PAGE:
Not long after his defenestration as CEO of Tribune Publishing, veteran media executive Jack Griffin has surfaced again at DeSilva+Phillips, which specializes in media mergers and acquisitions.
Griffin will serve as a special advisor to the firm, leveraging his extensive experience in buying and selling media properties.
Over his long career, Griffin served as CEO of women’s interest publisher Meredith, then for a short time as publisher of Time Inc., before leading Tribune Publishing in its spinoff from the rest of the old Tribune Co.
At Tribune Publishing, Griffin led the acquisition of the San Diego Union-Tribune and then helped bring on Michael Ferro, previously the majority owner of Chicago Tribune rival Chicago Sun-Times, as a new investor.
Ferro bought a 16.6% stake in Tribune Publishing for $44.4 million in February, making him the largest individual shareholder in the company.
Tribune evidently hoped to tap Ferro’s war chest to finance Tribune’s planned acquisition of the Orange County Register. However, that deal was blocked by the U.S. Department of Justice on anti-trust grounds, in light of the San Diego Union-Tribune acquisition not long before.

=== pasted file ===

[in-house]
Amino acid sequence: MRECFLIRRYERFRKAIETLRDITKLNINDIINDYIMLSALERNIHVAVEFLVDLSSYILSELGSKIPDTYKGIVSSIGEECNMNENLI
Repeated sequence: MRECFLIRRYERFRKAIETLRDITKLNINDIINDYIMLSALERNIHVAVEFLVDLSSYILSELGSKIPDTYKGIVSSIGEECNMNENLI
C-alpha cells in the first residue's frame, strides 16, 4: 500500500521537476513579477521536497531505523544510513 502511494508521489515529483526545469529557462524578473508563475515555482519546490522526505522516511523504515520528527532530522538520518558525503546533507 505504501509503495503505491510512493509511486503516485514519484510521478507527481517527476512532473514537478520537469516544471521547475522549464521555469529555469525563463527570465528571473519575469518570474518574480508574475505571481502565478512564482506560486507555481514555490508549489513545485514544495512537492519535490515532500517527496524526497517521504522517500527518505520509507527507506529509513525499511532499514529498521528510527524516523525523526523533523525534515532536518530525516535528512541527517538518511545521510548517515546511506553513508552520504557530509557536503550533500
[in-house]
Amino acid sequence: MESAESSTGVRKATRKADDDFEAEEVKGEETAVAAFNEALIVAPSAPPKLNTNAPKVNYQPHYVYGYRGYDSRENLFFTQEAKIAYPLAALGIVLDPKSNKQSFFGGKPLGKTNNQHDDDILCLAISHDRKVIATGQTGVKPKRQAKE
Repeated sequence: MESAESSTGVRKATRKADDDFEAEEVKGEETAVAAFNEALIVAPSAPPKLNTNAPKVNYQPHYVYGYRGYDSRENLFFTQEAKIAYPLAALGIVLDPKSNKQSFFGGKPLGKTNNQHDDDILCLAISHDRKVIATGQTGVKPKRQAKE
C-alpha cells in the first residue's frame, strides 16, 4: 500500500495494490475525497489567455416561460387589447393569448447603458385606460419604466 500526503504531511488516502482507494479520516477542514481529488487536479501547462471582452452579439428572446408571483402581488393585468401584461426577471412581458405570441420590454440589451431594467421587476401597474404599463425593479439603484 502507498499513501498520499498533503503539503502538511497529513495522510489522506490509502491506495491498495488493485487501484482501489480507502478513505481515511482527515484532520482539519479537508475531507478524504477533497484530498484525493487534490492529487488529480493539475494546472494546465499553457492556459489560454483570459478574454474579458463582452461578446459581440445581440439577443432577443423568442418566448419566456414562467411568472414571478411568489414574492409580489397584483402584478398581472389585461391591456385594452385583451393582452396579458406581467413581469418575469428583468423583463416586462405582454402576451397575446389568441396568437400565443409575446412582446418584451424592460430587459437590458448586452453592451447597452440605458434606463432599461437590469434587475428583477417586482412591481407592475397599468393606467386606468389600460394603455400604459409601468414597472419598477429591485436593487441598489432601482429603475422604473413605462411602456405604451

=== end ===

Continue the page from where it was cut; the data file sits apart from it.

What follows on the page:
Ferro then engineered Griffin’s ouster from the company, replacing him with current CEO Justin Dearborn. In an additional ironic twist, given the role of acquisitions in bringing him to Tribune, Ferro now finds himself under pressure from Tribune shareholders who favor Gannett’s proposal to buy the company.
Media watchers are speculating that Griffin may have joined DeSilva+Phillips with an eye to managing a media company or companies involved in one of the firm’s M&A deals.
Whatever his intended role, Griffin is a high-profile get for DeSilva+Phillips. Managing partner Reed Phillips boasted of his pedigree: “Jack has run the largest U.S. magazine publisher, second-largest U.S. newspaper publisher and the largest circulation magazine in the U.S. and did all of this while innovating and extending these businesses into digital and marketing services."